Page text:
On this date in history in 1517, the German monk and scholar Martin Luther changed the world by simply nailing a document to a church door. Luther went to a local castle’s church in Wittenberg in Eastern Germany and nailed a piece of paper to the wooden door on this date in 1517. The paper contained 95 theses that challenged the authority and doctrine of the Catholic Church. Luther by nailing the theses to the door had just started a religious revolution.
In the document Luther, a member of the Augustinian Order denounced the corruption of the Catholic Church. In particular, he denounced the practice of the selling of indulgences. These had been sanctioned by the Pope to help him pay for his ambitious building projects in Rome. Luther condemned the selling of indulgences as not only corrupt but as contrary to Church teaching. If a person bought an indulgence for themselves or for someone else their sins would be forgiven by the Pope . This was very important, at this time, because it was universally believed that if one died without one’s sins being forgiven your immortal soul could be sent to hell for eternity. Luther argued that the sale of indulgences were wrong and they did not accord to the Word of God as written in the Bible. He believed that only those practices and beliefs that are sanctioned by the Bible were true. In this way, he implicitly challenged the authority of the Papacy, who authority was largely based on tradition. The local Prince, Frederick the Wise, like many other Germans had been outraged by the selling of Indulgences which they believed to be immoral and wrong.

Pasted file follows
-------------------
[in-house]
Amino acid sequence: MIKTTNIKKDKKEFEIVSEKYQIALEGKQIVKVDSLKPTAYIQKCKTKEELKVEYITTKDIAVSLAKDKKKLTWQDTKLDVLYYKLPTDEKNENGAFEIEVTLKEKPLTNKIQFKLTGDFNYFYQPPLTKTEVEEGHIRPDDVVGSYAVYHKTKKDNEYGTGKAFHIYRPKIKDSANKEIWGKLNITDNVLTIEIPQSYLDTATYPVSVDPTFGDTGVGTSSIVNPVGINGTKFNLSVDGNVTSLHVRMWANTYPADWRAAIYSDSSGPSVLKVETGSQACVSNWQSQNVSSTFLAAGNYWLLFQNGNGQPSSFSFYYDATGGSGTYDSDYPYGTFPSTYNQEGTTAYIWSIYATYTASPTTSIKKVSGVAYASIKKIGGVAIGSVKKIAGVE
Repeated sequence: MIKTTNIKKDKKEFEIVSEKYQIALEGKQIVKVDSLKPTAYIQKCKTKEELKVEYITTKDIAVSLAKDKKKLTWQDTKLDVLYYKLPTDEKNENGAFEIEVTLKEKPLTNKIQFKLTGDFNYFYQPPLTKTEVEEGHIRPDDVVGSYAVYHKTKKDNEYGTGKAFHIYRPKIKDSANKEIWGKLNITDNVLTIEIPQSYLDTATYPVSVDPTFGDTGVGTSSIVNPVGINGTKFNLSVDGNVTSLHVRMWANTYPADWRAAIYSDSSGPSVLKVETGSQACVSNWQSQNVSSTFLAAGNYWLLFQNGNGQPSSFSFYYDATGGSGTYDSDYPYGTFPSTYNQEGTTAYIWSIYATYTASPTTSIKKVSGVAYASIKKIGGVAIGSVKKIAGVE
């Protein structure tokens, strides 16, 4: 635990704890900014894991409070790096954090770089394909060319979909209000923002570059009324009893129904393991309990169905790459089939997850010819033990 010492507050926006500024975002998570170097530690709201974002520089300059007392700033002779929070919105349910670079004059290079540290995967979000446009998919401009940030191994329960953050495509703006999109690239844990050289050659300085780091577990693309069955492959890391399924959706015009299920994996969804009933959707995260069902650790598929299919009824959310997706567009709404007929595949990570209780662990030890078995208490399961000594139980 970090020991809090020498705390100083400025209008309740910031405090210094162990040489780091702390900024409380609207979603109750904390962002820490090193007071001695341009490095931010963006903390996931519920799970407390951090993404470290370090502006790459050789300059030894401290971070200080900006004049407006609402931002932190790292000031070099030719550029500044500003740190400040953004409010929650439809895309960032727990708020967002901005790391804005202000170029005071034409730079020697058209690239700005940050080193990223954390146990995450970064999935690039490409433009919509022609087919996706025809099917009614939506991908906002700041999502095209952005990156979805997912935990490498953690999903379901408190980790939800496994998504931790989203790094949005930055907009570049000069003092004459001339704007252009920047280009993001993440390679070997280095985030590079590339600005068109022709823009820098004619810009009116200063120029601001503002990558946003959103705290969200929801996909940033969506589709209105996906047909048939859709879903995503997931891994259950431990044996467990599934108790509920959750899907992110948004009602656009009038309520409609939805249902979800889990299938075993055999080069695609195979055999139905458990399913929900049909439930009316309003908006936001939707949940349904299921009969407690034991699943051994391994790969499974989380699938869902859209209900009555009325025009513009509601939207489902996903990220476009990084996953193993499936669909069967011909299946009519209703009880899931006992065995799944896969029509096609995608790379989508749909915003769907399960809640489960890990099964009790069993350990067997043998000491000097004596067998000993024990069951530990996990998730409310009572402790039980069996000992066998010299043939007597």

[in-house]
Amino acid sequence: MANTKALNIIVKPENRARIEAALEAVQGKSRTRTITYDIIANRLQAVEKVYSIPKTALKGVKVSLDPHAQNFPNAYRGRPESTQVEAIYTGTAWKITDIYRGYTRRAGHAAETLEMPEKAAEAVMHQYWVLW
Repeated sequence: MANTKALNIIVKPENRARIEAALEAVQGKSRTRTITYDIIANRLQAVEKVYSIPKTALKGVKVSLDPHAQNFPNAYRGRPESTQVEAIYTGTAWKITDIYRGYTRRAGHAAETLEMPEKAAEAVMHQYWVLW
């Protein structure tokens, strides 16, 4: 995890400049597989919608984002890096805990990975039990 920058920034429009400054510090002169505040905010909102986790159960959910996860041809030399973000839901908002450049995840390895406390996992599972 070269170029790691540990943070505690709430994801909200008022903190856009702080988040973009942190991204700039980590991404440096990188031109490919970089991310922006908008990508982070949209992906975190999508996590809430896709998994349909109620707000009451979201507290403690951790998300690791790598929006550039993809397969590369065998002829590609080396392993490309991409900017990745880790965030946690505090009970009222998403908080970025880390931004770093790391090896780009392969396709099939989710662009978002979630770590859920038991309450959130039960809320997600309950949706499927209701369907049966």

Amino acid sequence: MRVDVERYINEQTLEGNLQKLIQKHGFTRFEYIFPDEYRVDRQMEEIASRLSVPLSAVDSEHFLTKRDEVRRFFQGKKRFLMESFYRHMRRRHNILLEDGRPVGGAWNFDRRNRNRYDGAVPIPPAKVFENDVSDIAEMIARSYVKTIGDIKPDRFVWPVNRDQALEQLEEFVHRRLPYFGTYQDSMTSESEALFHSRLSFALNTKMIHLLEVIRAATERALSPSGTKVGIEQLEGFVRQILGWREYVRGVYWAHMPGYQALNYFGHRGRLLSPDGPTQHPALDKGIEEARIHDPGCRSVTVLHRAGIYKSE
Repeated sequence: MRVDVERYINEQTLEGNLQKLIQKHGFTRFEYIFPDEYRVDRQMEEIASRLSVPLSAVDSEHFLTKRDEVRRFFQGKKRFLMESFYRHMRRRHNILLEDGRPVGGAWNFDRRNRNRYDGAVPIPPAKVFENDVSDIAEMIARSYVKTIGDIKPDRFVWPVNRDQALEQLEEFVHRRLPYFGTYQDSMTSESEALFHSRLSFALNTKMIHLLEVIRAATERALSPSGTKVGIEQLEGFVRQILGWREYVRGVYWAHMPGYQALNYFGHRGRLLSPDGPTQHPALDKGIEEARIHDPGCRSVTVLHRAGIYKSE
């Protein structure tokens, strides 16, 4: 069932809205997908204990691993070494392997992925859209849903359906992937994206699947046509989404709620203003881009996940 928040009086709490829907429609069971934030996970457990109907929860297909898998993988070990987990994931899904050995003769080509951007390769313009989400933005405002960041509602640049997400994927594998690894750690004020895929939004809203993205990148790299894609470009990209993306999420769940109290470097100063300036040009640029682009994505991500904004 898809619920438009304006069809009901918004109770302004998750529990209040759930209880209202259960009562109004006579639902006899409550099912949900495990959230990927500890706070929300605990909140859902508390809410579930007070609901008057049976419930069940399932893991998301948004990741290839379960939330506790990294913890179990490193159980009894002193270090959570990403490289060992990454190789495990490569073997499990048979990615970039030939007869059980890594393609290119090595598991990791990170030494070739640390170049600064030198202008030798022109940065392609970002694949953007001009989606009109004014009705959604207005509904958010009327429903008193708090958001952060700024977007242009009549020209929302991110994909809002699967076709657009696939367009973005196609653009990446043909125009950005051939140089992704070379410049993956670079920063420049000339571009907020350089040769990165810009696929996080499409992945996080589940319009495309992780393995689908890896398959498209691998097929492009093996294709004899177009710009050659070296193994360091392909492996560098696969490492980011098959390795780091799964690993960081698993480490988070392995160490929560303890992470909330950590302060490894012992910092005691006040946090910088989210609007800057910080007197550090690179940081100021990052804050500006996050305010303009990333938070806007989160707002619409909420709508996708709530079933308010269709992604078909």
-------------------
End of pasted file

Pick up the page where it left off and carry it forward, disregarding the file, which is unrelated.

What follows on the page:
Luther had long been a student of the Bible and he had found many discrepancies between the Gospels and the beliefs and actions of the Pope. The controversy over the Indulgences spurred him to make his ideas better known. The nailing of the Theses caused a sensation in Germany and many Germans sympathized with the assertions in the document. There had been growing anger among Germans of all classes about the corruption in the Church.
The Pope upon hearing of Luther’s actions and views immediately excommunicated him. This meant that Luther was outside of the Church and no Christian could help or even shelter him. Luther’s excommunication would be lifted if he recanted and withdrew the theses. Luther defied the Pope and this led the Holy Roman Emperor Charles V to declare Luther an outlaw who could be killed on sight. In the Edict of Worms, the Emperor Charles eventually forbade anyone to give Luther any form of support. Many German Princes were sympathetic to Luther and they rejected the Edict of Worms which they saw as the Emperor interfering in their own internal affairs. Soon the ideas of Luther were spreading like wildfire over much of Germany and many Princes began to establish their own churches outside of the Catholic Church. This process came to be known as the Reformation and was to lead to a schism in the Church and eventually led to the emergence of Protestant Churches all over Northern Europe.